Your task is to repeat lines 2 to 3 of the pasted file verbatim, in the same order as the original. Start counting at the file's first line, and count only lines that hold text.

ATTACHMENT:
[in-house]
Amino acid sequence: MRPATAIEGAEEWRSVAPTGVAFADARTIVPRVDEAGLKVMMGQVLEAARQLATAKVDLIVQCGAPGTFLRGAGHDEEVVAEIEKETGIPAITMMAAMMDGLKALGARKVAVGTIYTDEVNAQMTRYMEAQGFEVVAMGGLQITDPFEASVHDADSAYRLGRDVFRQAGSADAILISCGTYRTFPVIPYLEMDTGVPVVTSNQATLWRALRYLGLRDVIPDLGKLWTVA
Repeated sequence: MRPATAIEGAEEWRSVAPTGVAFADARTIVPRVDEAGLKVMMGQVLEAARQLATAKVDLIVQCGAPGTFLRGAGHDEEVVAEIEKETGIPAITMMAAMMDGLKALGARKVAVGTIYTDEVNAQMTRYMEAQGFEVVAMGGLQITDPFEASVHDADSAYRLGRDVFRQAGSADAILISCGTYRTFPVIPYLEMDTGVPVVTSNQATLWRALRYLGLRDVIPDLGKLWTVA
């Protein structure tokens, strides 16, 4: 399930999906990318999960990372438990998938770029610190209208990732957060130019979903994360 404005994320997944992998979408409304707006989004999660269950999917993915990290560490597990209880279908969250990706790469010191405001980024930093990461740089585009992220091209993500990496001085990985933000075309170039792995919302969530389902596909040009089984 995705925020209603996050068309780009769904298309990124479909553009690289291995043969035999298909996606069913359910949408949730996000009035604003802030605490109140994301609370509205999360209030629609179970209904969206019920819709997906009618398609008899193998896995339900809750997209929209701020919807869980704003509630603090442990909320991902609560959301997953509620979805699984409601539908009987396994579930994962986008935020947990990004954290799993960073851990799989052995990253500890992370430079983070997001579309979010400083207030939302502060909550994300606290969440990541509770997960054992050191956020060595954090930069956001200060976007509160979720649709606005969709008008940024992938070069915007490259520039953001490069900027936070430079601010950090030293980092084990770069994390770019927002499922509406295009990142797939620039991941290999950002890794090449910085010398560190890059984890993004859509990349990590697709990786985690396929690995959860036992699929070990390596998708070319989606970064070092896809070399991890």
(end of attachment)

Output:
Amino acid sequence: MRPATAIEGAEEWRSVAPTGVAFADARTIVPRVDEAGLKVMMGQVLEAARQLATAKVDLIVQCGAPGTFLRGAGHDEEVVAEIEKETGIPAITMMAAMMDGLKALGARKVAVGTIYTDEVNAQMTRYMEAQGFEVVAMGGLQITDPFEASVHDADSAYRLGRDVFRQAGSADAILISCGTYRTFPVIPYLEMDTGVPVVTSNQATLWRALRYLGLRDVIPDLGKLWTVA
Repeated sequence: MRPATAIEGAEEWRSVAPTGVAFADARTIVPRVDEAGLKVMMGQVLEAARQLATAKVDLIVQCGAPGTFLRGAGHDEEVVAEIEKETGIPAITMMAAMMDGLKALGARKVAVGTIYTDEVNAQMTRYMEAQGFEVVAMGGLQITDPFEASVHDADSAYRLGRDVFRQAGSADAILISCGTYRTFPVIPYLEMDTGVPVVTSNQATLWRALRYLGLRDVIPDLGKLWTVA